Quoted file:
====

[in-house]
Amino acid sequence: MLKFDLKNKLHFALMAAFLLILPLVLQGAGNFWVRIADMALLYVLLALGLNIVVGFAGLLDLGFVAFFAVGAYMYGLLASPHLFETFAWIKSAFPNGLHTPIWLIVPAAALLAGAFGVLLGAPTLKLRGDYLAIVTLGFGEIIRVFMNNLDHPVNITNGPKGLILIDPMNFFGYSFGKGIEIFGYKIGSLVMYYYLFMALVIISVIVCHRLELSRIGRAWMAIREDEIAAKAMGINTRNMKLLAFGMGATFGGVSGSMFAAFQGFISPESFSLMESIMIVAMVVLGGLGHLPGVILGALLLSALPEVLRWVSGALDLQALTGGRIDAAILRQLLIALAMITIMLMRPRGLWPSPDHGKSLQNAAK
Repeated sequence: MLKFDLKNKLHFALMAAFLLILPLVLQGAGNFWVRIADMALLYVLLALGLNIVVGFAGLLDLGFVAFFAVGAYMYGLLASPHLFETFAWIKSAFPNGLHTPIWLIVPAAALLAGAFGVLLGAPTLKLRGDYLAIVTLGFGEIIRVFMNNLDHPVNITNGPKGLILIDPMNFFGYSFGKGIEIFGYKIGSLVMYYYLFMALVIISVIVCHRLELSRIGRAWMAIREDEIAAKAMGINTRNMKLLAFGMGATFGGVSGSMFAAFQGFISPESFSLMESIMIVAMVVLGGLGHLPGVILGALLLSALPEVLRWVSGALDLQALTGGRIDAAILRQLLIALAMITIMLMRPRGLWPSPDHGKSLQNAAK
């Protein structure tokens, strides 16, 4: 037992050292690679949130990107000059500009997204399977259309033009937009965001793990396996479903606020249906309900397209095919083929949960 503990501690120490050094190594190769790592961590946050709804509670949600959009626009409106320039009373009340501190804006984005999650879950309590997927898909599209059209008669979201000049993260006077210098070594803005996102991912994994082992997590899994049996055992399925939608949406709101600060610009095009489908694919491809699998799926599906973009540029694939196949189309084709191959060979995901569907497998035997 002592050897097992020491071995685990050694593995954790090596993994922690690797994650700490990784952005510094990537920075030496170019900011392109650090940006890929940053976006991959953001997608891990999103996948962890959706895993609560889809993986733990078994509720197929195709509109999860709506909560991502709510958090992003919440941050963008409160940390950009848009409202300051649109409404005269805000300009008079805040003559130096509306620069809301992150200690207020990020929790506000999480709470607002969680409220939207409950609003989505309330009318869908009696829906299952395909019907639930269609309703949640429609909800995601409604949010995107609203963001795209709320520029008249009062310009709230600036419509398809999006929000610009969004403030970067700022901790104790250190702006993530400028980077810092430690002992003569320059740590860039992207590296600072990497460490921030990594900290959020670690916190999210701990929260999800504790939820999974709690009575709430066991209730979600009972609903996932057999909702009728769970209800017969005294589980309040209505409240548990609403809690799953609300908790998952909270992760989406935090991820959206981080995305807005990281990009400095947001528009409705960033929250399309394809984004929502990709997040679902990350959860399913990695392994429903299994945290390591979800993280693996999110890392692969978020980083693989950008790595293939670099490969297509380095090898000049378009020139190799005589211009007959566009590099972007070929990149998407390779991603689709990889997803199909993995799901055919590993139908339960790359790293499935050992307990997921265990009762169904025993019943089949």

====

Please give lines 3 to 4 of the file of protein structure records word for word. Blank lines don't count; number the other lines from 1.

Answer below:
Repeated sequence: MLKFDLKNKLHFALMAAFLLILPLVLQGAGNFWVRIADMALLYVLLALGLNIVVGFAGLLDLGFVAFFAVGAYMYGLLASPHLFETFAWIKSAFPNGLHTPIWLIVPAAALLAGAFGVLLGAPTLKLRGDYLAIVTLGFGEIIRVFMNNLDHPVNITNGPKGLILIDPMNFFGYSFGKGIEIFGYKIGSLVMYYYLFMALVIISVIVCHRLELSRIGRAWMAIREDEIAAKAMGINTRNMKLLAFGMGATFGGVSGSMFAAFQGFISPESFSLMESIMIVAMVVLGGLGHLPGVILGALLLSALPEVLRWVSGALDLQALTGGRIDAAILRQLLIALAMITIMLMRPRGLWPSPDHGKSLQNAAK
């Protein structure tokens, strides 16, 4: 037992050292690679949130990107000059500009997204399977259309033009937009965001793990396996479903606020249906309900397209095919083929949960 503990501690120490050094190594190769790592961590946050709804509670949600959009626009409106320039009373009340501190804006984005999650879950309590997927898909599209059209008669979201000049993260006077210098070594803005996102991912994994082992997590899994049996055992399925939608949406709101600060610009095009489908694919491809699998799926599906973009540029694939196949189309084709191959060979995901569907497998035997 002592050897097992020491071995685990050694593995954790090596993994922690690797994650700490990784952005510094990537920075030496170019900011392109650090940006890929940053976006991959953001997608891990999103996948962890959706895993609560889809993986733990078994509720197929195709509109999860709506909560991502709510958090992003919440941050963008409160940390950009848009409202300051649109409404005269805000300009008079805040003559130096509306620069809301992150200690207020990020929790506000999480709470607002969680409220939207409950609003989505309330009318869908009696829906299952395909019907639930269609309703949640429609909800995601409604949010995107609203963001795209709320520029008249009062310009709230600036419509398809999006929000610009969004403030970067700022901790104790250190702006993530400028980077810092430690002992003569320059740590860039992207590296600072990497460490921030990594900290959020670690916190999210701990929260999800504790939820999974709690009575709430066991209730979600009972609903996932057999909702009728769970209800017969005294589980309040209505409240548990609403809690799953609300908790998952909270992760989406935090991820959206981080995305807005990281990009400095947001528009409705960033929250399309394809984004929502990709997040679902990350959860399913990695392994429903299994945290390591979800993280693996999110890392692969978020980083693989950008790595293939670099490969297509380095090898000049378009020139190799005589211009007959566009590099972007070929990149998407390779991603689709990889997803199909993995799901055919590993139908339960790359790293499935050992307990997921265990009762169904025993019943089949």